Topics: Engle Progeny, Tobacco Litigation, Mass Torts, CVN Florida, Engle Progeny Review, News, Bishop v. R.J. Reynolds, taylor v. R.J. Reynolds, Perrotto v. RJ Reynolds, Webb v. R.J. Reynolds, Schleider v. R.J. Reynolds
Each Friday we highlight the week’s Engle progeny cases and look ahead to next week.
Vero Beach, FL—A day after a jury found tobacco defendants liable for possible punitive damages but awarded no compensatory damages to an Engle progeny plaintiff, Judge Cynthia Cox granted the parties’ agreed-upon motion for a mistrial. Gore v. R.J. Reynolds.
“To me there’s just some confusion,” in the case law, Cox said when granting the motion in Robert Gore's wrongful death suit against R.J. Reynolds. “Based on the disagreement, I believe between the (Florida) Supreme Court and the (state’s) 4th (District Court of Appeals)… I’ll declare a mistrial.”
On Tuesday afternoon, the jury apportioned 80% liability to Gloria Gore, the deceased smoker at the suit’s center, and found defendants Philip Morris 15% responsible and R.J. Reynolds 5% responsible for the lung cancer that ultimately killed her. Jurors also found that the tobacco manufacturers were liable for punitive damages, which were scheduled to be determined in a second phase of trial. Notably, however, jurors awarded nothing in compensatory damages.
Subsequent to the verdict, opposing counsel argued whether compensatory damages are a prerequisite to an award of punitive damages in a Florida negligence action. Plaintiff’s counsel contended yesterday that language in Engle v. Liggett Group Inc., the Florida Supreme Court case that spawned this and thousands of similar tobacco cases, allowed for a punitive award without compensatory damages. However, defense counsel argued that the Florida 4th District Court of Appeals interpreted the language in Engle as requiring some form of compensatory award prior to an award of punitives.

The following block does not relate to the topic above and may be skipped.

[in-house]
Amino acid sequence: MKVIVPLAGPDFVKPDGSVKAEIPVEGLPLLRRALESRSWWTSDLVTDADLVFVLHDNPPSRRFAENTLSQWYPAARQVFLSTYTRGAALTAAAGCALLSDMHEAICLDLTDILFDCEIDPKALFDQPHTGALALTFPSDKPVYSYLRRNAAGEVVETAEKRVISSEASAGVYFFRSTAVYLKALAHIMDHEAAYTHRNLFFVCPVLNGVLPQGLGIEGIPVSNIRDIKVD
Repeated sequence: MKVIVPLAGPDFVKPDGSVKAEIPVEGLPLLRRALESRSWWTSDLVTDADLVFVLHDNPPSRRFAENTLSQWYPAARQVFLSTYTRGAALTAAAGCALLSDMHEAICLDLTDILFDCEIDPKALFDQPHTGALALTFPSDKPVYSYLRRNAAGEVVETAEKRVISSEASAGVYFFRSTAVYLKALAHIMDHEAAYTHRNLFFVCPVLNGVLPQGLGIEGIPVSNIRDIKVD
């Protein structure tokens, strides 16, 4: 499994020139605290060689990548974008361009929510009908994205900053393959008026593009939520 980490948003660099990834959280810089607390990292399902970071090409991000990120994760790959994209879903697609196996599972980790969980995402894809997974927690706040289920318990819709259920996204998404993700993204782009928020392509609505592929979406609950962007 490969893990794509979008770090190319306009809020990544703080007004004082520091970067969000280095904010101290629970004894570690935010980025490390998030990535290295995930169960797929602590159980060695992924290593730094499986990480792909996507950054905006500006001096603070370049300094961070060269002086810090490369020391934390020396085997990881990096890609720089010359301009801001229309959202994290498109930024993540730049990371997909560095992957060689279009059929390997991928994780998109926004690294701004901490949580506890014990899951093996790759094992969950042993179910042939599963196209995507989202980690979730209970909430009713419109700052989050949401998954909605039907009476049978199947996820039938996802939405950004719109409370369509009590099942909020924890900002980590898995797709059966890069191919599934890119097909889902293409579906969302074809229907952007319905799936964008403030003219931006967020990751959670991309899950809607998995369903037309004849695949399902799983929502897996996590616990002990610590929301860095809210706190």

By this morning, the parties had agreed on a motion for mistrial in the case. Parties’ attorneys were unavailable for comment prior to publication of this article.
Gore had sought $7.5 million in compensatory damages.
Any disagreement over the relationship between punitive and compensatory damages may stem from the language in Engle itself, which relied on different majorities of the court in determining the case’s multiple issues. Howard A. Engle, et al. v. Liggett Group Inc., et al., 945 So. 2d 1246 (2006). In considering the issue of punitive damages, the Engle court wrote “Because a finding of entitlement to punitive damages is not dependent on a finding that a plaintiff suffered a specific injury, an award of compensatory damages need not precede a determination of entitlement to punitive damages. Therefore, we conclude that the order of these determinations is not critical.” Later, in reviewing punitive damages for excessiveness and Due Process compliance, the state’s supreme court held that “the amount of compensatory damages must be determined in advance of a determination of the amount of punitive damages awardable, if any, so that the relationship between the two may be reviewed for reasonableness.”
University of Florida law professor Lars Noah, who has written on a variety of torts issues, said he had not read the full line of cases upon which the parties in Gore relied, but was unaware of a Florida negligence case in which punitive damages were properly awarded without an award of at least nominal damages. Noah also said punitive awards without compensatory damages can run afoul of Due Process tests, such as those discussed in Engle, that rely on a ratio between compensatory and punitive damages. “To the extent that punitive damages depend on a compensatory award, I don’t know how you can award punitive damages when the compensatory is zero,” Noah said.
Retrial in the Gore case is expected next year.